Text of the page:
Firstly, I should add a vital — totally Telluride — detail to yesterday’s post. By choosing to watch Rust & Bone and the Marion Cotillard Tribute I missed the first indoor screening of Hyde Park on Hudson and therefore a rare live appearance by Bill Murray at the Q&A. Regret is an emotion reserved for those who only look backwards but — damn!
Back to the show. Sunday was always likely to be a very full day and — with my new found confidence in the “system” I was determined to take full advantage. I once begged the New Zealand Film Festival to let me watch a screener of Ramin Bahrani’s Man Push Cart, even though they had chosen not to programme it because I loved the idea so much and because Roger Ebert has been championing the talented young director for years. In fact, they have only screened one of his three films to date: Goodbye Solo in 2009.
Seeing that his first major production, At Any Price, was one of the headliners I was happy to get to the Galaxy and queue for an hour for a ticket to the 9.30am premiere. Director Bahrani introduced star Dennis Quaid and both complimented each other fulsomely. Bahrani mentioned how happy he was to have a legend like Quaid in the lead and felt like all he had to do with such an experienced actor was to roll the camera. And there, ladies and gents is the root of the problem with his film.
At Any Price is about an Iowa farmer and seed merchant who has been re-using GM seeds — and selling them — and is in danger of losing everything. Meanwhile, one son has fled to South America and is nowhere to be seen and the other (a credible Zac Efron) would rather follow his NASCAR dream rather than takeover the family business. This is a film that has a lot on its mind and insists on sharing it all. It gets better when the characters don’t feel the need to verbalise everything but the dramatic final third tries to cash a cheque that the first two acts haven’t even written.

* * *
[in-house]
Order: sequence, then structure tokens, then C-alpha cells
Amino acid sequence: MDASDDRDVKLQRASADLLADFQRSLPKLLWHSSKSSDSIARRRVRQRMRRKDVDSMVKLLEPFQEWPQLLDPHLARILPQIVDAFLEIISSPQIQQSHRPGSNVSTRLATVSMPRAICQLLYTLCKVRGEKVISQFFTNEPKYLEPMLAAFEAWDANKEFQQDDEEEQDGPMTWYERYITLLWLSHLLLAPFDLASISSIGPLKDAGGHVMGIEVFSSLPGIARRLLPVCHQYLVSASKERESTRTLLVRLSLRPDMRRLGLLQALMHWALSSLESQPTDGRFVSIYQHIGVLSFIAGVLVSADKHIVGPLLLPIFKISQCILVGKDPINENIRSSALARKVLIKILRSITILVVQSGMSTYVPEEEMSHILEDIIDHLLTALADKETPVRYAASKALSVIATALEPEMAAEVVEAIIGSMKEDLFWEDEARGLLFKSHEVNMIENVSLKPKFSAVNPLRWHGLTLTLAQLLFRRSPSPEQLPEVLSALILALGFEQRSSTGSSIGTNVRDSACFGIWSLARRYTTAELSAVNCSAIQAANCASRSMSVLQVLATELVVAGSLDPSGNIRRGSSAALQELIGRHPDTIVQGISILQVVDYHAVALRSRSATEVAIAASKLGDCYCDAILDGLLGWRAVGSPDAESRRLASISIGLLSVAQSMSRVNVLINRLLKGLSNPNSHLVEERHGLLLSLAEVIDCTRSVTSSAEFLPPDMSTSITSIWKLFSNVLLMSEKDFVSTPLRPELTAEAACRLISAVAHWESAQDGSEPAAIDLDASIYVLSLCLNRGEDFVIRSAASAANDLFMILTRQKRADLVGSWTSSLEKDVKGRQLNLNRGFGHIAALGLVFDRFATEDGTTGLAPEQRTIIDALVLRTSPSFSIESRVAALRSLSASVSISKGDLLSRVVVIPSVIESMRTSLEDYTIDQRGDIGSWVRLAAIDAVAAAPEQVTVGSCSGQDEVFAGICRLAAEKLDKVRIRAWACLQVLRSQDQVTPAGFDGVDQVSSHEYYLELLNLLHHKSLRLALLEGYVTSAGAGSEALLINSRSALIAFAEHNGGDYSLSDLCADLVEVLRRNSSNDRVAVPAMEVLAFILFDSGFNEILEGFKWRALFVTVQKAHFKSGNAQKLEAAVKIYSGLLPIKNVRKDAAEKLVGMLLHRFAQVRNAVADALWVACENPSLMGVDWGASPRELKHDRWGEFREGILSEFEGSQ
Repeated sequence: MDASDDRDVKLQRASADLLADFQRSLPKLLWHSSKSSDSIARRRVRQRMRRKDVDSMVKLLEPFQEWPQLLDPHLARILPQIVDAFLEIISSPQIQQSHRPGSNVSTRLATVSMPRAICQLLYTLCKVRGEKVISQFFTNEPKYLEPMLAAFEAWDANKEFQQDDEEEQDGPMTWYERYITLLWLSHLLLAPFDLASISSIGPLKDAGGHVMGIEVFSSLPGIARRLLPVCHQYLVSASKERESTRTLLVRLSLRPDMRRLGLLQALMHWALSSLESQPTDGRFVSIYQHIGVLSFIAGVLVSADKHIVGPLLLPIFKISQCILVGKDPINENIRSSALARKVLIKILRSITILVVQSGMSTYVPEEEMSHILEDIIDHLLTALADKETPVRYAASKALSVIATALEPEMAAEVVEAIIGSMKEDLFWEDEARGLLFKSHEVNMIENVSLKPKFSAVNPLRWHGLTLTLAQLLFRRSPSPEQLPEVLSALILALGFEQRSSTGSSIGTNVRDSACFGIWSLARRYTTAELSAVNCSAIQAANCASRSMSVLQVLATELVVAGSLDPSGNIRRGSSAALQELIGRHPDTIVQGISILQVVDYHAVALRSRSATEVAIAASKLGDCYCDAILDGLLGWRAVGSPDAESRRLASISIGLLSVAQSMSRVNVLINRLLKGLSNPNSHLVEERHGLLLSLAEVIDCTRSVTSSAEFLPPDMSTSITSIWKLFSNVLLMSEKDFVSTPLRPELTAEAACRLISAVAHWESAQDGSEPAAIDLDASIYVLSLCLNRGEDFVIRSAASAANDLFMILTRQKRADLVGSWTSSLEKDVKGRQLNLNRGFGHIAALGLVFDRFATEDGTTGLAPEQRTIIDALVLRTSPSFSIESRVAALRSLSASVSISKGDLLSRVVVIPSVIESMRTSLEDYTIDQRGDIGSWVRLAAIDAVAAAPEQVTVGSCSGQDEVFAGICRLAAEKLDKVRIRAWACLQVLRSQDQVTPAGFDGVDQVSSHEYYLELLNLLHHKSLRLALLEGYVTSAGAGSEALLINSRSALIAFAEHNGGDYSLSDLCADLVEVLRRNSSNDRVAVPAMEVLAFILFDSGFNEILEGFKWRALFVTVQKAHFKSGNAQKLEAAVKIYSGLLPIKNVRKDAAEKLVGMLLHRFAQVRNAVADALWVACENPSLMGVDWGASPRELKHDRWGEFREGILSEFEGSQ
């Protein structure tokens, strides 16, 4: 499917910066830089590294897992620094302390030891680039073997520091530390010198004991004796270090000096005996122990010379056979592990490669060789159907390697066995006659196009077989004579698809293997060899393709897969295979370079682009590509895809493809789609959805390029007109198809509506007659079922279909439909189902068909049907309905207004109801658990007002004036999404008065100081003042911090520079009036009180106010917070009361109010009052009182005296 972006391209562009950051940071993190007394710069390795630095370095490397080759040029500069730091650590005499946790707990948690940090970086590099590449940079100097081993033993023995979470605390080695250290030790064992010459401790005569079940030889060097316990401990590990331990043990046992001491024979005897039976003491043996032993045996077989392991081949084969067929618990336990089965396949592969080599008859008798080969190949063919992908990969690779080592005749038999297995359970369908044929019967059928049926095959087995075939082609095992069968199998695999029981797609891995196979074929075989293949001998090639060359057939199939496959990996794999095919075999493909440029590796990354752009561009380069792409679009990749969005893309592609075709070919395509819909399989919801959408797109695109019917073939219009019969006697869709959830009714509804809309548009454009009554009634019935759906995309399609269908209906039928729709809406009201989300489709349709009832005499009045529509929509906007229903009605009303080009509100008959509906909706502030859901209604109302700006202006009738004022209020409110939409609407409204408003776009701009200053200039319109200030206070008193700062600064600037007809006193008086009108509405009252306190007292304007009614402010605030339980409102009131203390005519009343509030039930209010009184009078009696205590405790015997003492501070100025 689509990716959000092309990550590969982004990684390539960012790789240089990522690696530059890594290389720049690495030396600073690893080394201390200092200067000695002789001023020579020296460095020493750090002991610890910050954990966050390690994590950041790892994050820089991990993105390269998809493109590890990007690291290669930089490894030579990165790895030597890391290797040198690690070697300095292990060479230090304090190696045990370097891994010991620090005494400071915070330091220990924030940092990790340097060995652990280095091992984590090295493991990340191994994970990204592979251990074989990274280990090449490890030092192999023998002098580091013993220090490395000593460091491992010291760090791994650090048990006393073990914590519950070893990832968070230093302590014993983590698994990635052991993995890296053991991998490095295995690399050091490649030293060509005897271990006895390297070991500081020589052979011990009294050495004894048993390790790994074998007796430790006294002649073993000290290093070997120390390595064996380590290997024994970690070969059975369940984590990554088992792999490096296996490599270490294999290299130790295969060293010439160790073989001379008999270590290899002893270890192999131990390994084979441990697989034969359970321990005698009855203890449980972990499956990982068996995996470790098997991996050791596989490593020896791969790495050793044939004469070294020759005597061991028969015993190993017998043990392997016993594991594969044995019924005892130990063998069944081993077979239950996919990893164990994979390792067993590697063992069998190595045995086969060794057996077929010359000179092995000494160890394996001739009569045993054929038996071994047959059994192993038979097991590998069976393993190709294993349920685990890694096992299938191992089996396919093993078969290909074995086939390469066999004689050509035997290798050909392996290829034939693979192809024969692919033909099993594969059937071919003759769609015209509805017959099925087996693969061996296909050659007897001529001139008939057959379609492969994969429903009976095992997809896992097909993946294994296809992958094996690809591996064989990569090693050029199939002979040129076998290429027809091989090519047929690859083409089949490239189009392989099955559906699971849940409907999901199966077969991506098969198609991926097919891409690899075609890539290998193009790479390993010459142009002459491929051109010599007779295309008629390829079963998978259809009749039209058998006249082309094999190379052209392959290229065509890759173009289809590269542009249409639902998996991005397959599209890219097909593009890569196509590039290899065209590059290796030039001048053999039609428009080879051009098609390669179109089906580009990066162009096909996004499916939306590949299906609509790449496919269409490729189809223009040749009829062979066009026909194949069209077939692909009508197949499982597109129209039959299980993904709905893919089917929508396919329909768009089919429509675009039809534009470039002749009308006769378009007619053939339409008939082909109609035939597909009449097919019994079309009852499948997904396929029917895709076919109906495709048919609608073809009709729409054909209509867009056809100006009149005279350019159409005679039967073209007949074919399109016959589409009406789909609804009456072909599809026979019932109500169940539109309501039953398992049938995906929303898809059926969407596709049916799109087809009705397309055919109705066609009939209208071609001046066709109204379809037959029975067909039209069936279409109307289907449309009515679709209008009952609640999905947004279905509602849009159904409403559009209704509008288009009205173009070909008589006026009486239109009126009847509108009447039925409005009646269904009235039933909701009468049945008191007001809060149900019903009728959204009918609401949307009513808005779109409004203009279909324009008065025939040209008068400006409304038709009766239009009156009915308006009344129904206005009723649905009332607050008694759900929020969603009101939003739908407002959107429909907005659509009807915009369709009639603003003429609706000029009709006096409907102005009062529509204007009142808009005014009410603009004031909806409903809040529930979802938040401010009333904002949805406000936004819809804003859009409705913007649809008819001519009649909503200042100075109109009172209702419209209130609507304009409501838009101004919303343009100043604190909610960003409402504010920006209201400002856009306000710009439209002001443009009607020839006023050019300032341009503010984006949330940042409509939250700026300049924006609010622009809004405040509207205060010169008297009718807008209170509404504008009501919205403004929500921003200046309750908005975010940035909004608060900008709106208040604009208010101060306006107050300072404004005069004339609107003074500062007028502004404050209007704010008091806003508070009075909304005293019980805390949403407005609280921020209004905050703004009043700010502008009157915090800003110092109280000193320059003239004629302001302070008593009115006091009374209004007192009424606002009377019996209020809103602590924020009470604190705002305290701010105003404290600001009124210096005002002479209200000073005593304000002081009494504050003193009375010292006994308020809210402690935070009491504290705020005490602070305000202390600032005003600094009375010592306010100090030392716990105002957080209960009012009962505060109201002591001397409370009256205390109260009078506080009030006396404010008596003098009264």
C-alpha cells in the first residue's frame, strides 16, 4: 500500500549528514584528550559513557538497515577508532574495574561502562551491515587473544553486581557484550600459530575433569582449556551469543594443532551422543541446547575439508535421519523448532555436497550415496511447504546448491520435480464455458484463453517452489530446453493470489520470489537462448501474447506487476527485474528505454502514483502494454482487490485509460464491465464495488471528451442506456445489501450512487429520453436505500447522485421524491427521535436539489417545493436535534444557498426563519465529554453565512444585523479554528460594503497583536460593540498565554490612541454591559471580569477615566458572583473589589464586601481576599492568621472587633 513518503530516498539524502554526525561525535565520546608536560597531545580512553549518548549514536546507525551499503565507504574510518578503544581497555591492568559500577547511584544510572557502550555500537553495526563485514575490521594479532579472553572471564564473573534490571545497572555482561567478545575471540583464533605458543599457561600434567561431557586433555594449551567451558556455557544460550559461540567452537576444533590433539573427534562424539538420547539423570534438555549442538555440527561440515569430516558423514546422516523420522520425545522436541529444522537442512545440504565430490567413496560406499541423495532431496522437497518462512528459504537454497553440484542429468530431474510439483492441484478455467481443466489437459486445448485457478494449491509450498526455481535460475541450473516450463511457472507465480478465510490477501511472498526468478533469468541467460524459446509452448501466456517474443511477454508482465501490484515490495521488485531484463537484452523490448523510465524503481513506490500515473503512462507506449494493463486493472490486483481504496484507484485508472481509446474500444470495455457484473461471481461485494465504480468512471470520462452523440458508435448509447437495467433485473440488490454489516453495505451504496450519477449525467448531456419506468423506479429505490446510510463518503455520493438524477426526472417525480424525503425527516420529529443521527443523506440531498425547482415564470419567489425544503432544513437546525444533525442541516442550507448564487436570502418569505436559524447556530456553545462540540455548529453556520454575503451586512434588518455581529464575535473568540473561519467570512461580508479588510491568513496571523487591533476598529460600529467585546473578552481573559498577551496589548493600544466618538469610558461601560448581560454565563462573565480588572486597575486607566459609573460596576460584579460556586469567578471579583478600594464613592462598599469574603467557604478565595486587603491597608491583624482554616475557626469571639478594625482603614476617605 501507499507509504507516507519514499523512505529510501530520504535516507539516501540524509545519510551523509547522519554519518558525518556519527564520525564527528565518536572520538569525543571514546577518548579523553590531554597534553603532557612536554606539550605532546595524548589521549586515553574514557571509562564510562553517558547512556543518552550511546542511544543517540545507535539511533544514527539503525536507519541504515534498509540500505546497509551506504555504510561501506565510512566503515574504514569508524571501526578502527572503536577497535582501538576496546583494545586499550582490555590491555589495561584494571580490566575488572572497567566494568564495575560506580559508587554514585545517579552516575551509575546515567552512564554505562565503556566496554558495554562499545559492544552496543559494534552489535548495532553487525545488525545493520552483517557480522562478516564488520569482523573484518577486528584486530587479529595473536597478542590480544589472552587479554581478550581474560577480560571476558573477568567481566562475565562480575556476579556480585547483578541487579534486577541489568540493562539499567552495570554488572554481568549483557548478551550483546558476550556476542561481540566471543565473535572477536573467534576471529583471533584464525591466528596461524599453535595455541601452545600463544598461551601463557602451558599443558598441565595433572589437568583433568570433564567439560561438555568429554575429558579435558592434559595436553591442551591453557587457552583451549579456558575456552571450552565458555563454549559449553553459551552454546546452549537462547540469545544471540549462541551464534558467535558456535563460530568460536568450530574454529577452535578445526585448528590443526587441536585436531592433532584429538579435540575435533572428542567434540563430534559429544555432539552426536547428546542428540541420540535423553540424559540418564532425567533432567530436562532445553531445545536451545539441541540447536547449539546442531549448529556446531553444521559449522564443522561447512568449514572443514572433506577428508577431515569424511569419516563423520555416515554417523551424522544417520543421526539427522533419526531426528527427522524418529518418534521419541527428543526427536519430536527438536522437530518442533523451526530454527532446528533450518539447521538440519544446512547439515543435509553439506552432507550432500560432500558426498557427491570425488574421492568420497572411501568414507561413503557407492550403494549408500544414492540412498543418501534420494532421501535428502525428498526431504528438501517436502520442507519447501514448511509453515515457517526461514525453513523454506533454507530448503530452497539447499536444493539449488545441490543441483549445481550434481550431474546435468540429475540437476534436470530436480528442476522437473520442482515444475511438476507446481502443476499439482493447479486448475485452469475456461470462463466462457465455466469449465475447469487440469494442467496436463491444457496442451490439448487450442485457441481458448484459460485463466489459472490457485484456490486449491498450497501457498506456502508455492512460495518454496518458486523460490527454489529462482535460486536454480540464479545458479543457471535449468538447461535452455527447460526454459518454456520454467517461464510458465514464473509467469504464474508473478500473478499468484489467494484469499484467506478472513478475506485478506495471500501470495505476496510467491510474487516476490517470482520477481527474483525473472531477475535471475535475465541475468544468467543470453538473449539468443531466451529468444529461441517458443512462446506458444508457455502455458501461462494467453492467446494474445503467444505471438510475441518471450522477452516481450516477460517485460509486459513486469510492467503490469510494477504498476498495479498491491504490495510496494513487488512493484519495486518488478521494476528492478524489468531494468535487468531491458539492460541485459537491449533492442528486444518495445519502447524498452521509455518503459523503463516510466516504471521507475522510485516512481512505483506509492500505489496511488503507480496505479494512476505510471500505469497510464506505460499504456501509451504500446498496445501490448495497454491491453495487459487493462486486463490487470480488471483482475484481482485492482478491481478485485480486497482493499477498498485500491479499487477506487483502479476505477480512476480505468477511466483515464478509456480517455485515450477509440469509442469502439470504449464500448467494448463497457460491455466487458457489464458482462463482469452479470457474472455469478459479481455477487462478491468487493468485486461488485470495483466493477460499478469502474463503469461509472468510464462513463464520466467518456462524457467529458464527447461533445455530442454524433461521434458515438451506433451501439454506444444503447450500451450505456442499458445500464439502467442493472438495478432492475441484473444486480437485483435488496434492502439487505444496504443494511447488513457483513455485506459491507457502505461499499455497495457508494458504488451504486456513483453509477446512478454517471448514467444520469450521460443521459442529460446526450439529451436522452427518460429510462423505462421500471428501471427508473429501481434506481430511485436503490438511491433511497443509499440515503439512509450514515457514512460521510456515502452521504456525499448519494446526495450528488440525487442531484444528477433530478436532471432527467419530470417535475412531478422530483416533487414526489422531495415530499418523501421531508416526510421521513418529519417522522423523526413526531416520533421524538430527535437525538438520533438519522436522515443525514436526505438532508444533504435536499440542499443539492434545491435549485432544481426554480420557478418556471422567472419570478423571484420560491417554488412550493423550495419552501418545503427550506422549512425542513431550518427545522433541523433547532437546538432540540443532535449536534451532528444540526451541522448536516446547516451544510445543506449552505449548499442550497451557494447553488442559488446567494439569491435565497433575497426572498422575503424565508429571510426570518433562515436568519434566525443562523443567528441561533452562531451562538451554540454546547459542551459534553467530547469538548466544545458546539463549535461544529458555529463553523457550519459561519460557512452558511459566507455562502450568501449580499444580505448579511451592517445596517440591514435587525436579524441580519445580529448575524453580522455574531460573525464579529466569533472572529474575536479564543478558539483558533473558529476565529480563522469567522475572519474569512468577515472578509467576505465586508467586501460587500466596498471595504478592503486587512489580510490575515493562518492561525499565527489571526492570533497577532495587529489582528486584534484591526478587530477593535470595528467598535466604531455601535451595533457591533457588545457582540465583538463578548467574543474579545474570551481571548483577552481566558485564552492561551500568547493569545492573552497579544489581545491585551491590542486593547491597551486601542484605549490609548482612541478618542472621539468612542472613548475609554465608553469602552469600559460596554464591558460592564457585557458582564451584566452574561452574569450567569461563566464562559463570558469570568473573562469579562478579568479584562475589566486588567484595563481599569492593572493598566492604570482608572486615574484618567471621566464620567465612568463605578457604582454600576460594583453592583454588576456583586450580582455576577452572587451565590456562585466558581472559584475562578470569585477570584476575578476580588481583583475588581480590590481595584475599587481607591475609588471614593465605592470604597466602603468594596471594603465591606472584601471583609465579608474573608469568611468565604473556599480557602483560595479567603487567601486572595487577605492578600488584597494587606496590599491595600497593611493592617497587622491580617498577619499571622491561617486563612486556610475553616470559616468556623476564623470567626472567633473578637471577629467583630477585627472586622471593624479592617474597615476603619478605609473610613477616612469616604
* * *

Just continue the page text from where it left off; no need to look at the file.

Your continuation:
Disappointed, I chose not to stay for the Q&A and headed for the Palm, passing Quaid outside the theatre on the way out. For some reason, my best tweet of the weekend (“AT ANY PRICE: Why didn’t Quaid’s character think of building a baseball diamond? It’s worked before. #tff39 #telluride”) got no response.
At the Palm, I saw the new Michael Winterbottom — Everyday — an experiment as all of Winterbottom’s best films are. About five years ago he was wondering if there was a better, truer, way to show the passage of time on screen and came up with the wheeze of shooting a film in bits over five years, so the audience can watch the subtle changes in the adult actors and the not-so-subtle changes in the children.
The film is about a family coping while their father (John Simm) is in prison for an unspecified crime. The mother, played by Winterbottom regular Shirley Henderson, wrangles her four kids through prison visits, first days at school, emotional troubles, etc. as well as trying to keep her own life in track. This pushed quite a few buttons for me and I’m not ashamed to say I was dabbing away at tears more than once. Looking forward to seeing it get a local release — whether it will or not, who knows.